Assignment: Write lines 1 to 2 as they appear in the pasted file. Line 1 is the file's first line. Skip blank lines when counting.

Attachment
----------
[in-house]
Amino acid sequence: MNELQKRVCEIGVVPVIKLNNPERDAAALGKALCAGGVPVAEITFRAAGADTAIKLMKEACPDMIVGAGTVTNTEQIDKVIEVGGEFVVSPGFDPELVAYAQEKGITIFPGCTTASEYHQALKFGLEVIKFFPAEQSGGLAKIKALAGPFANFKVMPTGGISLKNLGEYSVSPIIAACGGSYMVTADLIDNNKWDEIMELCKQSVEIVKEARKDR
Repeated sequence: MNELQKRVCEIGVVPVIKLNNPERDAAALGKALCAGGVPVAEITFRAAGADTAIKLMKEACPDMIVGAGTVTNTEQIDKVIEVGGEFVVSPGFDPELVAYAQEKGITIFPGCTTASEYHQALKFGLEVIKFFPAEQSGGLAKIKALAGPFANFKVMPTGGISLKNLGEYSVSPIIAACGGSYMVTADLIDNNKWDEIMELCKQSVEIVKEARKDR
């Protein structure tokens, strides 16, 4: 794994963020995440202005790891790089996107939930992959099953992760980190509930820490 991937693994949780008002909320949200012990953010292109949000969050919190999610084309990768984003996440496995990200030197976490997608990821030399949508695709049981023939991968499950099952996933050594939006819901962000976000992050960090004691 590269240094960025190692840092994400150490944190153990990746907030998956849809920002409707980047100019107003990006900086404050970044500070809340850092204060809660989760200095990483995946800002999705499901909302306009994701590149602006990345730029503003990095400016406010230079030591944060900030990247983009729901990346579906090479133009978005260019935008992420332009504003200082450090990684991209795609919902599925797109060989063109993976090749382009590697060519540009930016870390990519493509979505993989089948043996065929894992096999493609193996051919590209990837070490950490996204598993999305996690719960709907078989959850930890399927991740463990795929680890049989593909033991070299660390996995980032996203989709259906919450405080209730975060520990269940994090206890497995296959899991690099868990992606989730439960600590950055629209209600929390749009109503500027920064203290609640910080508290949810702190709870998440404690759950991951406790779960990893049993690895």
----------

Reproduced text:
[in-house]
Amino acid sequence: MNELQKRVCEIGVVPVIKLNNPERDAAALGKALCAGGVPVAEITFRAAGADTAIKLMKEACPDMIVGAGTVTNTEQIDKVIEVGGEFVVSPGFDPELVAYAQEKGITIFPGCTTASEYHQALKFGLEVIKFFPAEQSGGLAKIKALAGPFANFKVMPTGGISLKNLGEYSVSPIIAACGGSYMVTADLIDNNKWDEIMELCKQSVEIVKEARKDR